After that fight it became apparent to me that Cotto was a big attraction to female fight fans. His legion of followers would grow throughout the coming years, especially after a super showdown with one of the stars of the fight game, Sugar Shane Mosley, in 2007.

    During the Cotto-Mosley promotions the initial send-off took place at the now defunct House of Blues on Sunset Boulevard in West Hollywood. The place was crowded with reporters and especially female reporters. Outside the venue the parking lot was filled with women trying to get into the press conference.

    Another super star showdown took place in November 2009 when Cotto accepted a fight against Manny Pacquiao. The press conference took place at the Beverly Hills Hotel and the Crystal Ballroom was packed. Female reporters from publications I represented argued over who would attend the press conference. All were bent on interviewing Cotto who they did not deny was a personal favorite of theirs.

    The Pacquiao fight was a firestorm of blows that saw Cotto down twice early in the fight. Despite the knockdowns Cotto did not quit and kept trying different tactics to change the momentum of the fight. It was a valiant effort by the Puerto Rican.

    Women were screaming during the fight “don’t hit him in the face.”

    I remember thinking: this is a fight. Of course they are going to hit each other on the face. But those female fans were yelling and cheering for Cotto throughout the fight.

    After that loss to Pacman many thought that would be the end of Cotto. It wasn’t even close.

    Cotto’s very next fight took place seven month later when he defeated Yuri Foreman for the WBA super welterweight world title at Yankee Stadium in the Bronx. Nine months after that he would return to Las Vegas to beat the Nicaraguan slugger Ricardo Mayorga.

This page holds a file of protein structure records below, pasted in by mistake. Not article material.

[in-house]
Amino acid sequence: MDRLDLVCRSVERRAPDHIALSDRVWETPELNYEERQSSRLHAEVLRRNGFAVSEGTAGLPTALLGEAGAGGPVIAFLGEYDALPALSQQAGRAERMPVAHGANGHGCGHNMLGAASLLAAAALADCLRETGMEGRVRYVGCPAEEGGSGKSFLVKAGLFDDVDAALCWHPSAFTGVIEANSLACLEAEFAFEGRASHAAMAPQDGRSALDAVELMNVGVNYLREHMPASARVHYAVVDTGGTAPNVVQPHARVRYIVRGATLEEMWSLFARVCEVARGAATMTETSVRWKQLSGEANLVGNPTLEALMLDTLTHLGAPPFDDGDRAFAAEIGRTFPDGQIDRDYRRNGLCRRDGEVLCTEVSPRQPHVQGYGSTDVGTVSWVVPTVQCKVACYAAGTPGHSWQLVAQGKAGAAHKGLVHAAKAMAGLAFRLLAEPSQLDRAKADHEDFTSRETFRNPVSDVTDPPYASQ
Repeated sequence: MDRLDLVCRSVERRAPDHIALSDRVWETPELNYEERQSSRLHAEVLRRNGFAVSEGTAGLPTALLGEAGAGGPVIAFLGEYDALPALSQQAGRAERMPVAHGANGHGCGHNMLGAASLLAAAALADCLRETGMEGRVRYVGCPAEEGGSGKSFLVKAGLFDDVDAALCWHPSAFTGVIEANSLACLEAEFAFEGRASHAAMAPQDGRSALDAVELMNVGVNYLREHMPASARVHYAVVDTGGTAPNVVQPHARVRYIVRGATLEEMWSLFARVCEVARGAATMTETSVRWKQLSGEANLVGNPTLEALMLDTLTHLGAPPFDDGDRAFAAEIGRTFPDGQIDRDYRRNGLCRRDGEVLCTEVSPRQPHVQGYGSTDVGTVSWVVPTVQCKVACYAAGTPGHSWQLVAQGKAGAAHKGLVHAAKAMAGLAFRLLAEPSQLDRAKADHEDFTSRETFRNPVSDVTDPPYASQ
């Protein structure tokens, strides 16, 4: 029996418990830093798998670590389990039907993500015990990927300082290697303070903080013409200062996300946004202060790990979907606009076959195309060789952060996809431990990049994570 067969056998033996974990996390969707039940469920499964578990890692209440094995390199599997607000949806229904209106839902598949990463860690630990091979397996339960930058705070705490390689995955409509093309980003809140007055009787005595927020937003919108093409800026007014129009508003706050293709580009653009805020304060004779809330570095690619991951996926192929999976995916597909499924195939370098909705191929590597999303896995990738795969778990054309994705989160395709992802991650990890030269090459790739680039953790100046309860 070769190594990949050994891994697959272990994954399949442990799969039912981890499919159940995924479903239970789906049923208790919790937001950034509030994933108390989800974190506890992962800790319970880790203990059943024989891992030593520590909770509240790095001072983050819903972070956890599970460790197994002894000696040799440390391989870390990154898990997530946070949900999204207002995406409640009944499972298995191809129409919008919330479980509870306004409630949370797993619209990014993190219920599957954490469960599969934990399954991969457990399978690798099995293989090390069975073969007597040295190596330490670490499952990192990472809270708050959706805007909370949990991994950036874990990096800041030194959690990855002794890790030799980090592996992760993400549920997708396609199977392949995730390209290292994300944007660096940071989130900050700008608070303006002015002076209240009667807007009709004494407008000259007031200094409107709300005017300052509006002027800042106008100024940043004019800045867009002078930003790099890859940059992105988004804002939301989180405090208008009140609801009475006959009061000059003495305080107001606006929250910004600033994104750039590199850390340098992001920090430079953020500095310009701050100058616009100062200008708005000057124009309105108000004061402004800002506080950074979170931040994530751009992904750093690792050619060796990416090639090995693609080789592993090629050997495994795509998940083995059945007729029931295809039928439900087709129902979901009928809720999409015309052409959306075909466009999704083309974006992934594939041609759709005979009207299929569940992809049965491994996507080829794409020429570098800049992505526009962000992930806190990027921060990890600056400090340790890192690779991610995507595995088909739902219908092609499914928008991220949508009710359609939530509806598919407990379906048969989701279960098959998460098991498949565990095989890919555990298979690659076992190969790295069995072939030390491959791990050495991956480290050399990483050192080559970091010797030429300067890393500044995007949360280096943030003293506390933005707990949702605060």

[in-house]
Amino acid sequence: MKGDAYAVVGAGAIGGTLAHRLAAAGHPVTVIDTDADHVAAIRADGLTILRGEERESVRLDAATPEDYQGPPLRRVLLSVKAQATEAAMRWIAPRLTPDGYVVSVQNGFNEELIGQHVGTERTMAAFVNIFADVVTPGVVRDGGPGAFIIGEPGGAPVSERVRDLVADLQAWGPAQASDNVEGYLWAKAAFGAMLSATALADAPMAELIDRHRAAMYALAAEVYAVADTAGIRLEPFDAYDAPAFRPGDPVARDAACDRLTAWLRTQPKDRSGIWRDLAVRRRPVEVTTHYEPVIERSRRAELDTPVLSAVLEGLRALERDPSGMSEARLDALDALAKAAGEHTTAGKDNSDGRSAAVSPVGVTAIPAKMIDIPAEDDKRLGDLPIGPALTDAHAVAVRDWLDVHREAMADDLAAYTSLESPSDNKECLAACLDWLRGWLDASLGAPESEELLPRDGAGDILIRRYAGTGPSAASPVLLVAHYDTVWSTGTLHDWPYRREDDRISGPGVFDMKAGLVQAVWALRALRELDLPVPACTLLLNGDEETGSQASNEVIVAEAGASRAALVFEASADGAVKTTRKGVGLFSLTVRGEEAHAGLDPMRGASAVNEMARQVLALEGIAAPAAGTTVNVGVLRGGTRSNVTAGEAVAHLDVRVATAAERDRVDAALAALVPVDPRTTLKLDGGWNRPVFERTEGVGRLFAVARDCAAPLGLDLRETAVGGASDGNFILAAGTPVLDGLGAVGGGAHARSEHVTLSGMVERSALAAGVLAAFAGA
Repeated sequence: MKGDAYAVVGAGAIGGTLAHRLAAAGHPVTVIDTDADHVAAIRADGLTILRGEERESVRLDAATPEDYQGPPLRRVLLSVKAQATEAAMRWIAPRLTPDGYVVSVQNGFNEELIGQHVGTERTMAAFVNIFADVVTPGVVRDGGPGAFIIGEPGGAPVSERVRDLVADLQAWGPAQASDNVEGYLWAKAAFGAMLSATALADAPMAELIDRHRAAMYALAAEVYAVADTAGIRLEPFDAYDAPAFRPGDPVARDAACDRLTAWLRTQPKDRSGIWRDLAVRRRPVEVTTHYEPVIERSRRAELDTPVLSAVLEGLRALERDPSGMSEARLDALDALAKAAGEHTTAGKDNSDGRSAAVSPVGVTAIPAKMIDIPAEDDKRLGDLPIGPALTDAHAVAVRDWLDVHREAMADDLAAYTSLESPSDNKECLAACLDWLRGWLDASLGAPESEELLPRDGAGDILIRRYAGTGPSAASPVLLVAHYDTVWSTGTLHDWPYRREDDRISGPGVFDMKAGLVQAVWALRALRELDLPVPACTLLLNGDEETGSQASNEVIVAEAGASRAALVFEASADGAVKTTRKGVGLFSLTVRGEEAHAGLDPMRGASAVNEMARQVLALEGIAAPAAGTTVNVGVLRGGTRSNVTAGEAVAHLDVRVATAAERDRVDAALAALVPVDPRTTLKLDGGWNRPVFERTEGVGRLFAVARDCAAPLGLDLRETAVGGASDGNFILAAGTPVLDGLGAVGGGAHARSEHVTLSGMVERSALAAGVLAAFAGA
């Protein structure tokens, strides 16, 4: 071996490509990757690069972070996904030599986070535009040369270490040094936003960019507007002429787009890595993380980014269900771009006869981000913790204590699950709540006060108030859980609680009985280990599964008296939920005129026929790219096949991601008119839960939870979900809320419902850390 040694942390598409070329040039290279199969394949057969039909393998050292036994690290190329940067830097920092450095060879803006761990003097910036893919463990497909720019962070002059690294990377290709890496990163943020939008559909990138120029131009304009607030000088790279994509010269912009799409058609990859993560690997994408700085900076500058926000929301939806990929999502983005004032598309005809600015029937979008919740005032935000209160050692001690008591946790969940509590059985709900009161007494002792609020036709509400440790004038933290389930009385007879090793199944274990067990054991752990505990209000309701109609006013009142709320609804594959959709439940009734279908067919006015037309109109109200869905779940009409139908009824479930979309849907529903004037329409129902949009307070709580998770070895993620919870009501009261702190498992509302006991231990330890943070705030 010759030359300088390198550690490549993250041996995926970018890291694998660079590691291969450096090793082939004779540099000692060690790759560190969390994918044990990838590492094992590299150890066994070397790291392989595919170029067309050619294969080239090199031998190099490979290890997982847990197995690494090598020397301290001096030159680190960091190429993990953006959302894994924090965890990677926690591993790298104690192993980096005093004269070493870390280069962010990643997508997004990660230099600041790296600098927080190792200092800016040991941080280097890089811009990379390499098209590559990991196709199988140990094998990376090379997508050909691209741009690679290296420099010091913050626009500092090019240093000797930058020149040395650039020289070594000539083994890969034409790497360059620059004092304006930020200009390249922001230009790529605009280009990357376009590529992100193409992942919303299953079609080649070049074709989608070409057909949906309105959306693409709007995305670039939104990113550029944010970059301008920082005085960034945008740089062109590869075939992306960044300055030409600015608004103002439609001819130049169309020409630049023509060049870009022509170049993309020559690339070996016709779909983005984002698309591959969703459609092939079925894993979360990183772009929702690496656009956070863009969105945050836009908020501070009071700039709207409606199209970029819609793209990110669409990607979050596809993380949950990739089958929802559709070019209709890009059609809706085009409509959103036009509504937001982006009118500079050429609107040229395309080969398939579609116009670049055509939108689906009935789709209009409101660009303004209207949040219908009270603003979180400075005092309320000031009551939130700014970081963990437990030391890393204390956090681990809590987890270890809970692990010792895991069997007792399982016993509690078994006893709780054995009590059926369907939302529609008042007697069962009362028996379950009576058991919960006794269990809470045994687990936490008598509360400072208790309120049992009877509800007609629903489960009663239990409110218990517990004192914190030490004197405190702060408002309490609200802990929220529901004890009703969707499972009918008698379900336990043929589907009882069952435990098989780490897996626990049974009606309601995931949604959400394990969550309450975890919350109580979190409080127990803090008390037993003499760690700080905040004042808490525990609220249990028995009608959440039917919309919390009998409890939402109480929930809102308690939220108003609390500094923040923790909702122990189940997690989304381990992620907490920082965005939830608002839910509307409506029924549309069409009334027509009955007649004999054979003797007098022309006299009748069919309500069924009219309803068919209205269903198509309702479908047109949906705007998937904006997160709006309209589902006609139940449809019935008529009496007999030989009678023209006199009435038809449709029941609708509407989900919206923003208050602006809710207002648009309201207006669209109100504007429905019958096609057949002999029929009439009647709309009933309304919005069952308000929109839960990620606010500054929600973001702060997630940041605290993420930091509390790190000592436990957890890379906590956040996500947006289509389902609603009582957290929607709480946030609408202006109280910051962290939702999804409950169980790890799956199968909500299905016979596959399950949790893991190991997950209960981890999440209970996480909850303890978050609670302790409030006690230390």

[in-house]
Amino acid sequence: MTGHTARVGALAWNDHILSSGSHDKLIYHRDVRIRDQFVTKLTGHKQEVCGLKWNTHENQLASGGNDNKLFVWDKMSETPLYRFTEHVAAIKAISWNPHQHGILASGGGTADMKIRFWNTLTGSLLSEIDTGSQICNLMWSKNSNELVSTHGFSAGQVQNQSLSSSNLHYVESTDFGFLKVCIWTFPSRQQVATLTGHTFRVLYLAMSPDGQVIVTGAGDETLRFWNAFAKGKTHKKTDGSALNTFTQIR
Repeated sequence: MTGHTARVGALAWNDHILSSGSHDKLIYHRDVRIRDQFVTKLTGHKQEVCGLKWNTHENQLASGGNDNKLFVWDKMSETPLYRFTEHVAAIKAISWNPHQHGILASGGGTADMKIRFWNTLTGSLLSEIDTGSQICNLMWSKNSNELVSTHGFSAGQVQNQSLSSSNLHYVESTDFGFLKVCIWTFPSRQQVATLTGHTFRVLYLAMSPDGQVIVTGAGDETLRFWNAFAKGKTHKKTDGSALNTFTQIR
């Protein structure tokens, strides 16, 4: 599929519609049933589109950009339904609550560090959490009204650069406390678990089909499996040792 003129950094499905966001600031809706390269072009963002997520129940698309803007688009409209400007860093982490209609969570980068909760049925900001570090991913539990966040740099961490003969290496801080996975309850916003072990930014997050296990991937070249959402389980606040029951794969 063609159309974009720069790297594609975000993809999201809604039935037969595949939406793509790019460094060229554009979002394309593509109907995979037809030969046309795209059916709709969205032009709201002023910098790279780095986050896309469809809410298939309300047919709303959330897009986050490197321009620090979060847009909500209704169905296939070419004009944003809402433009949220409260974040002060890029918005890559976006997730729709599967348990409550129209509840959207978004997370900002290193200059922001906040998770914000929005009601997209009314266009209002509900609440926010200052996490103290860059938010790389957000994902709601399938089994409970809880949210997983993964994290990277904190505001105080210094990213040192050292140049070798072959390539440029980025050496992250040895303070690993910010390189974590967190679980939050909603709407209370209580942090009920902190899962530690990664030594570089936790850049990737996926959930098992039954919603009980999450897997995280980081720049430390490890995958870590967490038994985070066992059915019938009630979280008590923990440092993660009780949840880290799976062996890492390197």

Fourth Division World Title

    After losing back-to-back to Floyd Mayweather, then Austin Trout, it was felt by many, including myself, that the Puerto Rican prizefighter was truly done. When Cotto signed to fight WBC middleweight champion Sergio Martinez in June 2014 the press conference to announce the pairing took place in the Biltmore Hotel in downtown Los Angeles.

    For those males that don’t know, Sergio Martinez is another female favorite. That afternoon the press conference was packed with women looking to meet and interview both Martinez and Cotto.

    When I sat down with Cotto I asked him, “are you aware how many female fight fans completely adore you?”

    Cotto smiled meekly and put his head down. A female reporter next to me said “that’s a good question.”

    The two fought in Madison Square Garden with Cotto destroying Martinez in 10 rounds. Maybe it was the damaged knee that made Martinez vulnerable but Cotto did not let up in winning by stoppage. Cotto became the first Puerto Rican ever to win four world titles in four weight divisions.

    When you think of the many great Puerto Rican fighters in pugilistic history such as Carlos Ortiz, Wilfredo Gomez, Wilfredo Benitez, and Felix Trinidad you realize what an incredible feat Cotto accomplished. Sure he doesn’t possess the precociousness of Benitez, the brash confidence of Gomez or the likeability of Tito. But over the years the serious-minded but sensitive Cotto has always had a cool but classy demeanor that you had to respect.

    Before his last fight against Yoshihiro Kamegai I ran into him and the Golden Boy crew in front of the Conga Room in L.A. Live. It had been a few years since I last saw Cotto and I didn’t wear a hat back in 2014. The Golden Boy crew noticed me and yelled out my name. Cotto stopped quickly and turned around to come back and greet me. He hadn’t recognized me with a hat. That’s Cotto. Always classy and thoughtful.

    And of course the women love him too.

    If you ask a female boxing fan or a female prizefighter to name their favorite male boxer today, I would bet Cotto makes their top three.

    When it comes to name Puerto Rico’s most accomplished boxer it has to be the fighter from Caguas who arrived 16 years ago, Mr. Cotto.

    Photo credit: Tom Hogan / Hogan Photos / GBP